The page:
When one considers diversity, one often thinks of race, gender, sexual orientation, and income level. But there is a new and growing segment of the workforce that has unique needs that need to be addressed and considered. Due to a number of factors and principally the great recession, the era of retirement at sixty-five may have ended.

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Whether you’re hearing jokes about the office “grandpa” who destroys forests with wanton printing or about “kids” who expect a gold start just for showing up, you’re probably already dealing with generational differences.

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Understanding how the world requires greater commitment from all members to modify the business process allows for faster flow of information which, in terms, enables to easily detect, interpret, and translate needs from the market into new behavioral responses

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For the first time in history, all four generations are in the workplace at the same time. Organizations will have to shift the work environment to cater to all four generations’ diverse generational backgrounds and learning styles.

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The majority of the current workforce is made up of three generations- Baby Boomers, Generation X, and the Millenials- the diversity among those generations is blatant. Overall, each generation may be influenced to adopt the values of another, partially or totally; ultimately this translates to well-rounded and productive employees.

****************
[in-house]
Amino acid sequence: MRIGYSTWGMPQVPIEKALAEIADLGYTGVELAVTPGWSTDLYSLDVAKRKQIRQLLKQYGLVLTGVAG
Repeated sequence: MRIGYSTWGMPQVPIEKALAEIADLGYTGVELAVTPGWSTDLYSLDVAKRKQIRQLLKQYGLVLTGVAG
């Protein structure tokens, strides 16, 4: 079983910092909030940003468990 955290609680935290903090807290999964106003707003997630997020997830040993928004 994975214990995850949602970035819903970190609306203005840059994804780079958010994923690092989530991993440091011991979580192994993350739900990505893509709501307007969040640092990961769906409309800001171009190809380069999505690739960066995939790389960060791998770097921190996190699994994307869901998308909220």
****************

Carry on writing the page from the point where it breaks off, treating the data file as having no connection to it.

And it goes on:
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For the first time in United States history, the workforce is comprised of individuals from four distinct age cohorts. This has created new and profound challenges in the American workplace.

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As the population ages, so does the workforce. With unsure economic times and the threat of dwindling Social Security, many baby boomers are choosing to stay in their jobs past retiree age or return to the workforce.

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Many still use the term “diversity internship” or “minority internship” when referring to the programs targeting high talent from underrepresented ethnic groups at colleges or universities.

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I don’t need another signal to tell me life is passing swiftly. Crow’s feet serve as reminders I’m not the “young guy” in the office anymore, and the greatest confirmation comes from workplace chatter about the new generation of “young guys and girls”—Generation Y, the Millennials.

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This is not your grandmother’s workplace anymore. The dynamics of four different generations in the U.S. workplace together may create tension, but proactively harnessed, this diversity may yield greater operational performance.

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